A Super Day

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From freeze warnings to upper 70’s. The local weather blogger and news reporter at the local paper, posted dates in history where the area went from a freeze to 80+ degrees overnight. Winter is over, the trees are green, the peppers and tomatoes have spent two nights outside, so after some morning showers and a run to the garbage drop off, I started planting and light weeding. The tomatoes and peppers are in the ground and stakes pounded in on the edges to provide support for the string that will hold them as they grow. The far end of the third box south, 8 cucumbers were planted and post set to hold their trellis. Half of the bush bean bed was planted with 72 bean seed. In a few weeks, a second planting will be made so we have fresh beans all summer and enough to make dilly beans and freeze for the winter. The edge of the 3 sisters garden got a row of mixed sunflower seed, but it is too soon to plant the corn. I am watching the local gardeners and farmers on that. The fields that will get feed corn have had their winter cover crop sprayed, a practice I hate, but when they plant their corn, I will know it is time to plant mine. The pole beans follow a couple weeks after the corn sprouts. The pumpkins will be started indoors tonight so that they are ready to be tucked in among the sunflowers and help shade the soil for the corn and pole beans. By planting two kinds of beans, I won’t be able to save seed, but I would rather have the fresh beans and the dried pintos.

Every time I go out, I find more mint and dig more roots from that area. I hope I can stay on top of the garden and keep it as neat as it is now. The asparagus bed is not doing as well this year as the past couple of years. Son 1 asked if I had ever re dug it and thinned them and I haven’t. Early next spring, I think I will relocate it to the deep soil where the mint was (assuming I have won the mint battle), and will put a new growing box where the asparagus bed is now. The makeshift box that is around the asparagus had deteriorated to a few rotten boards with screws protruding. If I put a new box where the mint was dug, plant the asparagus there, I can put posts at the corners to tie up the ferns for the summer and still get to the other beds.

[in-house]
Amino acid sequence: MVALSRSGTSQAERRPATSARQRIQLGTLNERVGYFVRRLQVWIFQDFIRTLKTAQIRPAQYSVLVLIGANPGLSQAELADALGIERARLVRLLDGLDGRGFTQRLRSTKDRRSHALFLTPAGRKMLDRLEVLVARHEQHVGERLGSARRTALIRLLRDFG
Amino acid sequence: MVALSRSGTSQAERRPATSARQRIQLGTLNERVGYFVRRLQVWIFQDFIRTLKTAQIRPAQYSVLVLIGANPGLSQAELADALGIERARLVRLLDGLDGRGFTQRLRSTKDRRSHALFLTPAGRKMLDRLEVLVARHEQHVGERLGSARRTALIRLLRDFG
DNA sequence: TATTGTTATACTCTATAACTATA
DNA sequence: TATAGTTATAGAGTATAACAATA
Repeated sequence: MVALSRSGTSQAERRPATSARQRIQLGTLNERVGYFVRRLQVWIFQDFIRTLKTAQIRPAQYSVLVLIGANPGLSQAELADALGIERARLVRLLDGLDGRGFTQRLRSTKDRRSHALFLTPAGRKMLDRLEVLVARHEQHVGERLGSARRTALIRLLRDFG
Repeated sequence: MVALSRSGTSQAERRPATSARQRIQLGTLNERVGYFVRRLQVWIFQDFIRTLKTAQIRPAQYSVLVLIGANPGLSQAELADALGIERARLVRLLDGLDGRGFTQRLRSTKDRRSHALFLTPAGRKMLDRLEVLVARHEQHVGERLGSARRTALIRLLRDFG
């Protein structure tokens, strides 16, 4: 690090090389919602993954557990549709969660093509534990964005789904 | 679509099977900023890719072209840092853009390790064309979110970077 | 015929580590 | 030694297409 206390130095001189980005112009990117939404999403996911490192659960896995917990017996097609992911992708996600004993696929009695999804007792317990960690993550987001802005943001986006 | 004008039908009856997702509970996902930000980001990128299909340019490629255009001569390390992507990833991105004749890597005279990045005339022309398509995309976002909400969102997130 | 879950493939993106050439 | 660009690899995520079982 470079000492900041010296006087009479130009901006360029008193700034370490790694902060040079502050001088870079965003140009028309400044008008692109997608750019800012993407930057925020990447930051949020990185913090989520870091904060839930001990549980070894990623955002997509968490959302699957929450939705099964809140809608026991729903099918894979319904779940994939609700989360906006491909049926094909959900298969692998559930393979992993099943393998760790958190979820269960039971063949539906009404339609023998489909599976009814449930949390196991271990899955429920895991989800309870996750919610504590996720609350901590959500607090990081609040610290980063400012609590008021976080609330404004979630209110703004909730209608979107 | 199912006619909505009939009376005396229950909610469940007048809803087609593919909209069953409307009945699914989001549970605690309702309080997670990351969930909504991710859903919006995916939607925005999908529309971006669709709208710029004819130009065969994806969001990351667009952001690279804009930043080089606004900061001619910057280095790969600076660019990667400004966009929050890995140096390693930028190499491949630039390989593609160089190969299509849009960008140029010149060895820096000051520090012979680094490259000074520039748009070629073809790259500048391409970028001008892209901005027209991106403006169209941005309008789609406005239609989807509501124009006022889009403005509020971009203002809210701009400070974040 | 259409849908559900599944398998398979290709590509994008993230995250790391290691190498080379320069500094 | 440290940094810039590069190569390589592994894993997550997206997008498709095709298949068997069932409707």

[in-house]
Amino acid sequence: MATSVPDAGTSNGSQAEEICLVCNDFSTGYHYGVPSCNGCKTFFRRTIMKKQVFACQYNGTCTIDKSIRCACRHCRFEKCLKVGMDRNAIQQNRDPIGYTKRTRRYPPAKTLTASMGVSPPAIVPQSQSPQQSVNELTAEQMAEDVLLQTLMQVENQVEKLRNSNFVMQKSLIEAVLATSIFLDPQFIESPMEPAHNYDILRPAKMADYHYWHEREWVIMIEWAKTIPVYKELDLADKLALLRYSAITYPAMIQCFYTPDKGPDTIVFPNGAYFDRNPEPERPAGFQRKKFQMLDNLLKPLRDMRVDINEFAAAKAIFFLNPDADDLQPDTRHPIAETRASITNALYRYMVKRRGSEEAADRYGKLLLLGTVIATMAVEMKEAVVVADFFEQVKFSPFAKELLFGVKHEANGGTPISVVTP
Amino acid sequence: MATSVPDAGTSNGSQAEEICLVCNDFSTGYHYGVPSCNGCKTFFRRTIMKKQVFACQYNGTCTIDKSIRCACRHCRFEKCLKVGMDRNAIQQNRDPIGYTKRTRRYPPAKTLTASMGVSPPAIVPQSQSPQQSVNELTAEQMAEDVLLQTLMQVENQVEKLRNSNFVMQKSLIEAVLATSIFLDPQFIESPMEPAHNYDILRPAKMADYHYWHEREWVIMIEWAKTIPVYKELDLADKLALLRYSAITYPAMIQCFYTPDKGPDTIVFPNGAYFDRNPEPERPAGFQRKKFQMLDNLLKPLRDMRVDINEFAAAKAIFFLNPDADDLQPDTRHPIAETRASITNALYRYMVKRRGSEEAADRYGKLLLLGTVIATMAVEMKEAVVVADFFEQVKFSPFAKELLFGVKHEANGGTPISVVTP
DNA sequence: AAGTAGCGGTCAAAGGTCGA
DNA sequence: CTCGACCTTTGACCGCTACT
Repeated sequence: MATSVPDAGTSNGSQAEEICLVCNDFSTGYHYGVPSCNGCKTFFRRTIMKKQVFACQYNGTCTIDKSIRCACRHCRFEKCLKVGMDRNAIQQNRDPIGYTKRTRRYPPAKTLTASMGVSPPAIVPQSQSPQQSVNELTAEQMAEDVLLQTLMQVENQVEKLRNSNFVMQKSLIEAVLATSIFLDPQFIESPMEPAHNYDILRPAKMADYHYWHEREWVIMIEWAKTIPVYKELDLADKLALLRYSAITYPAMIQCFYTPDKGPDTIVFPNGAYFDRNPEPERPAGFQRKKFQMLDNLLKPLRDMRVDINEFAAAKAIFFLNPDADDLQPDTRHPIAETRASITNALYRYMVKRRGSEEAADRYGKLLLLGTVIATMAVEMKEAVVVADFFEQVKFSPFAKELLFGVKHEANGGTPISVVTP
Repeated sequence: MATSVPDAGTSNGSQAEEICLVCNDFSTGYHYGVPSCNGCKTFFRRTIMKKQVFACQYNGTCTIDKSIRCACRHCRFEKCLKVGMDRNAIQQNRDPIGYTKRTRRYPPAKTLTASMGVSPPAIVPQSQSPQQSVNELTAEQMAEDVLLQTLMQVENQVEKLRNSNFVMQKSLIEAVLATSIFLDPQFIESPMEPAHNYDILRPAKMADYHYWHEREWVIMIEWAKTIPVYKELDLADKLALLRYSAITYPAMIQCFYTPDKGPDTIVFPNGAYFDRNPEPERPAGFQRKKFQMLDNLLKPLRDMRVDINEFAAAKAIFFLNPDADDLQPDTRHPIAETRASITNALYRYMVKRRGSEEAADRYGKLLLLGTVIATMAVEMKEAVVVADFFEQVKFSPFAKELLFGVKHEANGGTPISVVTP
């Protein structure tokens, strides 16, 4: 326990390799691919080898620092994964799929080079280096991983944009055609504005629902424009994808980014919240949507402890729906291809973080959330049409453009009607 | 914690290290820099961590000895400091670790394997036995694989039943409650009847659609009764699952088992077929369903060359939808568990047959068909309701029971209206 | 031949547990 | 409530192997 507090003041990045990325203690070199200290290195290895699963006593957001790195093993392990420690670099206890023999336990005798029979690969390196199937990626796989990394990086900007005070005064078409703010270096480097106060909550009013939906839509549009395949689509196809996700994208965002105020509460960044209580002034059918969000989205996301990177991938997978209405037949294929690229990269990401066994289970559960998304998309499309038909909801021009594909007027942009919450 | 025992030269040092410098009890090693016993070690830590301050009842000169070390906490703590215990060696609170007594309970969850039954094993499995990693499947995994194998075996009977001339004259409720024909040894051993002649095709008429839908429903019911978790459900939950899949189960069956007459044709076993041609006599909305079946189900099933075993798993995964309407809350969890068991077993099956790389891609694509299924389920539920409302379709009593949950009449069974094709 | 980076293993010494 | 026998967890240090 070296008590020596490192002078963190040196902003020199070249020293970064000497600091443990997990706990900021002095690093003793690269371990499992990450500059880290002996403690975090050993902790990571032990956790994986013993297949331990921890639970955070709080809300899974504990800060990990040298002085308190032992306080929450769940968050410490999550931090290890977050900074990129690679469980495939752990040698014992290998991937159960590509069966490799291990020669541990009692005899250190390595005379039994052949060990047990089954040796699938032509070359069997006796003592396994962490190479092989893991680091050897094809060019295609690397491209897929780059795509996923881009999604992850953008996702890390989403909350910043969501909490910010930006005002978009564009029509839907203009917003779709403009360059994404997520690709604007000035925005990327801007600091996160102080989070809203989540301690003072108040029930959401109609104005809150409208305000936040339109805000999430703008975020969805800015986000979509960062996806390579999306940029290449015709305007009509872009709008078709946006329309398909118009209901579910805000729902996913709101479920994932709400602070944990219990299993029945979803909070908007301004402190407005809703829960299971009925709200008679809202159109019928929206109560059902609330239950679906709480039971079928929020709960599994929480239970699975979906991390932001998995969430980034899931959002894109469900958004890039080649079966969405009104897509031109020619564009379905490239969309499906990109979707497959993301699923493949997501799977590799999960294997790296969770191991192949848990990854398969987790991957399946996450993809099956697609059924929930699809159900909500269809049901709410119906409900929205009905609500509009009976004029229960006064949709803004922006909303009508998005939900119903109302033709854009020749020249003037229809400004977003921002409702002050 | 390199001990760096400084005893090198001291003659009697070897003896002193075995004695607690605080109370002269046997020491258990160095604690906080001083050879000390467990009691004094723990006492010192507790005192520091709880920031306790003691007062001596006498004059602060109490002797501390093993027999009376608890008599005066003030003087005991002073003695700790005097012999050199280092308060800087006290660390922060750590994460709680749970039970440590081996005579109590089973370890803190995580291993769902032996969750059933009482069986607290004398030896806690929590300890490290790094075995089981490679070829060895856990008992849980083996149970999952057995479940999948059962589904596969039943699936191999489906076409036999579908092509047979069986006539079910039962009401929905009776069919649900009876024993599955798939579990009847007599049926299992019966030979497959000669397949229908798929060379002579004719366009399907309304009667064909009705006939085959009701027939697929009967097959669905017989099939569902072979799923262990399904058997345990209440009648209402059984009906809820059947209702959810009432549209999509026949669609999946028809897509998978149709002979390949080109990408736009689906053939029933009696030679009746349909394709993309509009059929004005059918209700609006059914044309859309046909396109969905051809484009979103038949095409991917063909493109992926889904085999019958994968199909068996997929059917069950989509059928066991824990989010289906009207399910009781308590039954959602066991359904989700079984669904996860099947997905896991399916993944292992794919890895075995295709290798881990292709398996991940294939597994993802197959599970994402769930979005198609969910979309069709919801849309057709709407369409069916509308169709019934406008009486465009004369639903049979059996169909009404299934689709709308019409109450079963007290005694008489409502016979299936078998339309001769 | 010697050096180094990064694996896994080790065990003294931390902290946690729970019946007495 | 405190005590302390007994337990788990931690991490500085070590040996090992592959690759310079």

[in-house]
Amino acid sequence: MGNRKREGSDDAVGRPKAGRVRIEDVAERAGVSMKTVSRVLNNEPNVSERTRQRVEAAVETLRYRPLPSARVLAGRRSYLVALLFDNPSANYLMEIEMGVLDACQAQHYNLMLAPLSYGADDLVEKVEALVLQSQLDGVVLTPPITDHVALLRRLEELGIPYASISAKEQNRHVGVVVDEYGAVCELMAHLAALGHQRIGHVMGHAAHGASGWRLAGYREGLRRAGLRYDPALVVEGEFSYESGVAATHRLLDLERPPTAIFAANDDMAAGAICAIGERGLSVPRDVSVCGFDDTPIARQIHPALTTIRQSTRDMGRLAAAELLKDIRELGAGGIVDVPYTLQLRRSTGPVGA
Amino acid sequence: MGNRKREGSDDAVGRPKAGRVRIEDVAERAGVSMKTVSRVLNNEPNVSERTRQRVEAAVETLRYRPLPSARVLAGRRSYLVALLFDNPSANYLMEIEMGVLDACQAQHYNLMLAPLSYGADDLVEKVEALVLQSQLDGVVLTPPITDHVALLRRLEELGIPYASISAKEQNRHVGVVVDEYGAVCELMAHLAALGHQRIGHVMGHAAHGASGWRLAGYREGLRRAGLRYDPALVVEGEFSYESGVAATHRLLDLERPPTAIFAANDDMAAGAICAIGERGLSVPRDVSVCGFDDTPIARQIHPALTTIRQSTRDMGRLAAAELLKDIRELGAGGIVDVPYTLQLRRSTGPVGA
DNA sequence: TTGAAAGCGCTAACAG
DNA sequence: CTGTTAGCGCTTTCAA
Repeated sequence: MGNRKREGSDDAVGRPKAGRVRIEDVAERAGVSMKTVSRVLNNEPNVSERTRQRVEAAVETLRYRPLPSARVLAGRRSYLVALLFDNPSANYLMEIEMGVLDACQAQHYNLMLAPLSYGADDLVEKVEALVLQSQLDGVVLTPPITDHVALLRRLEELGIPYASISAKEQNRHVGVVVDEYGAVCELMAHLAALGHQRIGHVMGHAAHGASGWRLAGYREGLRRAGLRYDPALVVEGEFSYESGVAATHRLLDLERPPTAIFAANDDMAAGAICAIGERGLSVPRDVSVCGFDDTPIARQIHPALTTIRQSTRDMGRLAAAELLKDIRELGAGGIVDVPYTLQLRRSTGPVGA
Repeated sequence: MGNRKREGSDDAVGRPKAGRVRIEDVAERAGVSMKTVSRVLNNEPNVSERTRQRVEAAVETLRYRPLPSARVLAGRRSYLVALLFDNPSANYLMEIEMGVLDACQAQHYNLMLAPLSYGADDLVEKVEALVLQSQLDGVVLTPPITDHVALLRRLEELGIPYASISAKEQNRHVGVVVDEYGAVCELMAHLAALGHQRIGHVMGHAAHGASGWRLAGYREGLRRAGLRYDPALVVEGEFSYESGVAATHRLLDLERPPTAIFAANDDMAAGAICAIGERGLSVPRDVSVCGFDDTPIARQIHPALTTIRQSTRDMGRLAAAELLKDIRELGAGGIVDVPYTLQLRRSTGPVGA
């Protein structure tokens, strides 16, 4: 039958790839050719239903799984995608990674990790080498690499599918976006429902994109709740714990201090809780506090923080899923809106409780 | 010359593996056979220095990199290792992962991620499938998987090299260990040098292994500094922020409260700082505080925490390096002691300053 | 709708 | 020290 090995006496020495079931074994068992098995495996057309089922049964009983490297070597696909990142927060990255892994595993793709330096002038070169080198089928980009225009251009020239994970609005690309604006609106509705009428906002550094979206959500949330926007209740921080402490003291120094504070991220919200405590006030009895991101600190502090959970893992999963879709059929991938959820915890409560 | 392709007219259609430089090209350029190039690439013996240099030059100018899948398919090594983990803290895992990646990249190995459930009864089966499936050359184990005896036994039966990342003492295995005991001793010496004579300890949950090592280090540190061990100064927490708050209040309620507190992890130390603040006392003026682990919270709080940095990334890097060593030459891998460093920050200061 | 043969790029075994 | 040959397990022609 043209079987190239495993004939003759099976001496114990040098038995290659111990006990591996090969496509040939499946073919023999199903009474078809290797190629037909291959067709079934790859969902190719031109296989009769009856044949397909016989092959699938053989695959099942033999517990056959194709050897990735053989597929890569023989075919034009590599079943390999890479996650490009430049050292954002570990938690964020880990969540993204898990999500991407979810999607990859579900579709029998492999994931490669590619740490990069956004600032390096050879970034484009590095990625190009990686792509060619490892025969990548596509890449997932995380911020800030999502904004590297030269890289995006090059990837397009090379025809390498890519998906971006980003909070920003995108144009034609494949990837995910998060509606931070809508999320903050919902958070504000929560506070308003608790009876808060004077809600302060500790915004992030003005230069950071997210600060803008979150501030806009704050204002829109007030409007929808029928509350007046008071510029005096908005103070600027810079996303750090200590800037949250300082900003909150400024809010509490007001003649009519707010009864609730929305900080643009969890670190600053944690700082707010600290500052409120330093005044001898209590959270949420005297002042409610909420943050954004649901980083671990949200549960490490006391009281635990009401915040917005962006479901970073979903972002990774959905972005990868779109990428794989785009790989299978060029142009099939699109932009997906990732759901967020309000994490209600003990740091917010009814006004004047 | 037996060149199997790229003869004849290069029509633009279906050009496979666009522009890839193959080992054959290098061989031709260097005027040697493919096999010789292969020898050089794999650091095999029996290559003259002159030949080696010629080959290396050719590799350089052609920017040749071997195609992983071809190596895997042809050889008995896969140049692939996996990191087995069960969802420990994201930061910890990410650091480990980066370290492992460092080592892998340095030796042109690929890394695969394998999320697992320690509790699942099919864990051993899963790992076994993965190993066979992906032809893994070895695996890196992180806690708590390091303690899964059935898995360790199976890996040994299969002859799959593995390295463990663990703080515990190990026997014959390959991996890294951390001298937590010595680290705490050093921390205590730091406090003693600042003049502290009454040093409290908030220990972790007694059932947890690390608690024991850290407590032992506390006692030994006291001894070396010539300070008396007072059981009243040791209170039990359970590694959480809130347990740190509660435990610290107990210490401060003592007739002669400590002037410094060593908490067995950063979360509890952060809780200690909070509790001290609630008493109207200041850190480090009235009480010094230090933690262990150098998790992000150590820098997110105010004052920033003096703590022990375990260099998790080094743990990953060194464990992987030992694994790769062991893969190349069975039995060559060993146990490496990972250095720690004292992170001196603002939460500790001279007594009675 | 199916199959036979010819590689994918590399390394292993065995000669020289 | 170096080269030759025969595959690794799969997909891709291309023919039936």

I have been busy spinning on my spindles and wound about 70 grams of singles into ply balls. I haven’t plied it yet, maybe after dinner, but it cleared 3 of the 4 spindles. Just in time for a 2 ounce package of rainbow punis to arrive to spin.

When I am out in the garden, the tree swallows seem to have no fear of me, they come and go from the two houses and sit on the fences so close I could practically stroke their iridescent backs. When I mow, they soar around the mower catching any insects that try to flee.

Each evening before our freeze warnings, I cut yellow bearded Iris and filled jars and vases all over the house. Now the remaining ones will bloom in the garden and that bed looks like it needs a major overhaul when they are done. Some of the purple ones that were thinned and dumped just out of the mowed area of the yard will have to be dug and some of them brought back to the gardens. The deck destruction and reconstruction as well as all the rocks moved and the soil compacted seems to have affected them where they were planted. The yellow ones came from a neighbor several years ago, along with a red one. The red one did not come back and I was going to dig more this year, but he did a burn pile right in the middle of the area he has them planted and there will be no blooms there this year for me to figure out which cluster to dig. Maybe next spring and by then the walled garden should be ready for flowers.

The seed and seedlings that were planted, just had a heavy rain shower to help set them in and now the sun is out again. The next few days look like warm and showers, just what is needed to get things started. Soon it will be time to harvest peas and spinach. The lettuce, radishes, and cabbages in the half barrels are beginning to develop too, so we may begin to get good home grown food soon.